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The Yosemite cony is an alpine species, found only in the higher parts of the mountains above the fir belt, in the zone occupied by the alpine hemlock, white-bark pine, heather, and cassiope. Even within this narrow area it does not live everywhere, but is restricted to a single habitat, heaps or taluses of broken granite. Altitudinally, the cony is found, in the Yosemite National Park, as low as 7700 feet, near Glen Aulin, on the Tuolumne River ; upward it ranges to about 12,000 feet, as on the slopes of Mount Dana, and to the very summit of Parsons Peak, 12,120 feet. But within this restricted area the cony is found in almost every glacial moraine and talus-heap. In one typical rock-slide, at the head of Lyell Cañon, our estimates indicated a population of at least one cony per 750 square yards. This would mean a population of about six per acre in suitable slide-rock. The range of an individual is short, probably rarely exceeding the boundaries of the rock-slide which the animal inhabits. While a cony will go some distance among rocks for food materials, it will not venture more than two or three yards beyond the limits of shelter.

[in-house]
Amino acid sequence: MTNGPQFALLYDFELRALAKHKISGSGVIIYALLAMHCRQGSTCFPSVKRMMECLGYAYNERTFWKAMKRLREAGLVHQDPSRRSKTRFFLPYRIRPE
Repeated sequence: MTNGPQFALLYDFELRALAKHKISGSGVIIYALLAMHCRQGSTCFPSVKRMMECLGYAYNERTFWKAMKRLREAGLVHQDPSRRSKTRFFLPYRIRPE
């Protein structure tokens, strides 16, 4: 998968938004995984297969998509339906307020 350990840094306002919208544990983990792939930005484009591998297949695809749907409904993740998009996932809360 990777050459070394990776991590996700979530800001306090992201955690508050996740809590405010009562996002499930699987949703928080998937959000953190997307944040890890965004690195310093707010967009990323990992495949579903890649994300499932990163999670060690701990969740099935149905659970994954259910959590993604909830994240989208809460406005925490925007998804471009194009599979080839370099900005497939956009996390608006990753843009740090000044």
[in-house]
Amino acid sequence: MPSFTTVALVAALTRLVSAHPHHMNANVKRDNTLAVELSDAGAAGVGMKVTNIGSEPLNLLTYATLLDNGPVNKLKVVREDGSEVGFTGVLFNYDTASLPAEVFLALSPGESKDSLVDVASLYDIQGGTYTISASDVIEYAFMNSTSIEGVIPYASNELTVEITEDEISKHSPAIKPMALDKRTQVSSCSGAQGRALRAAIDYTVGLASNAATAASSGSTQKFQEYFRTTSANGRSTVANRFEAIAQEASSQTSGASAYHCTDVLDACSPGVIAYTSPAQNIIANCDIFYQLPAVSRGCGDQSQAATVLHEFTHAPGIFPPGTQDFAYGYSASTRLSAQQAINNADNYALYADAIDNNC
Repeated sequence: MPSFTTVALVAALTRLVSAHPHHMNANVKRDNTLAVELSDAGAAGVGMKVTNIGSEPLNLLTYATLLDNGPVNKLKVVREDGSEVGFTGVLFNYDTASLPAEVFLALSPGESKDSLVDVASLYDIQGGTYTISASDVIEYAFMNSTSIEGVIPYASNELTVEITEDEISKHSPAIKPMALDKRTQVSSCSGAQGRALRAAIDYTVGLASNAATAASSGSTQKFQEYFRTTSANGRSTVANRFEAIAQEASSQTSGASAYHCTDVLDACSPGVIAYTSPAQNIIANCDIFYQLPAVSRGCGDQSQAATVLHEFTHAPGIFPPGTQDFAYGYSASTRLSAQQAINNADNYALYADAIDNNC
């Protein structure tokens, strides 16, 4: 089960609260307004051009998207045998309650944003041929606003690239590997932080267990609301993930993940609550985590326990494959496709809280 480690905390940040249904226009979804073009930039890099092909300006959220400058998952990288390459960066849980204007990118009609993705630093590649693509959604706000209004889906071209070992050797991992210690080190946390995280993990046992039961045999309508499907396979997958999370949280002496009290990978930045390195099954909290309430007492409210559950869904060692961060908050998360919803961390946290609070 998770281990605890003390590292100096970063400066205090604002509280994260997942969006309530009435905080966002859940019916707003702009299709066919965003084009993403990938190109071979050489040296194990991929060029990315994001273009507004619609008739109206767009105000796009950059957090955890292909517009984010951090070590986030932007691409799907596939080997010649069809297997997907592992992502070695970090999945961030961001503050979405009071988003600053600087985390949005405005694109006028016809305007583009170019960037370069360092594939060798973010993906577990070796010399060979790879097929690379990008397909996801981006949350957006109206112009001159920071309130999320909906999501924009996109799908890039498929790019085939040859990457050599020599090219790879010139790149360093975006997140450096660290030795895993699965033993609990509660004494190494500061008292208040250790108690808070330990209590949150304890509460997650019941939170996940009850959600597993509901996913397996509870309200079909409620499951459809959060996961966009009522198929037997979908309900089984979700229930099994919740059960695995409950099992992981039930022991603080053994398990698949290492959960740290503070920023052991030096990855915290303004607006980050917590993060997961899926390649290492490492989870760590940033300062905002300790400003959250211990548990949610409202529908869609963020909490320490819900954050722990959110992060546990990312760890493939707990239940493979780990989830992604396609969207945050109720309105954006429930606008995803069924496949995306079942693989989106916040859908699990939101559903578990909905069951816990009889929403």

The summer traveler in the mountains is first apprised of the presence of conies by hearing one of the animals utter its faroff-sounding "bleat.” In fact, this note, or call, is such a valuable introductory aid that even the trained field observer finds that the only practicable means of locating the animals is to wait in a suitable locality and listen intently until one of them utters its call and then to scrutinize the area whence the sound came until its maker is discerned. This call is a moderately loud twoor three-syllabled utterance, and has a nasal intonation. The quality of the note is such as to suggest the clinking together of flakes of granite. It has been variously rendered by our field observers. One writes it, yink, yink, another, ke-ack', ke-ack', or ke-ack', ke-ack', ke-ic'-ky; and another,e-chak', e-chak', chee-ick', chee-ick', chee-ick'-y. Sometimes the call is uttered but once; again it may be repeated for ten or fifteen seconds, at first rapidly, then more slowly, as if the cony's breath was being gradually exhausted. The animal accompanies its calls with certain movements which seem essential to their production (figure 3). The whole body is jerked violently forward, as if considerable exertion were necessary to expel the air from the lungs, and at the same time the ears are twitched upward, so that in face view their outlines catch the observer's eye.
For several months of each year snow covers everything within the range of the cony. The various species of animals which dwell there meet the resulting food scarcity in a number of different ways. Most of the birds emigrate, the deer and coyote descend to lower altitudes, the marmot hibernates, the gopher constructs tunnels through the snow, and the whitetailed jack-rabbit turns white and develops "snow-shoes" on its feet so that it can forage above the snow. But the cony has still another method of meeting the situation.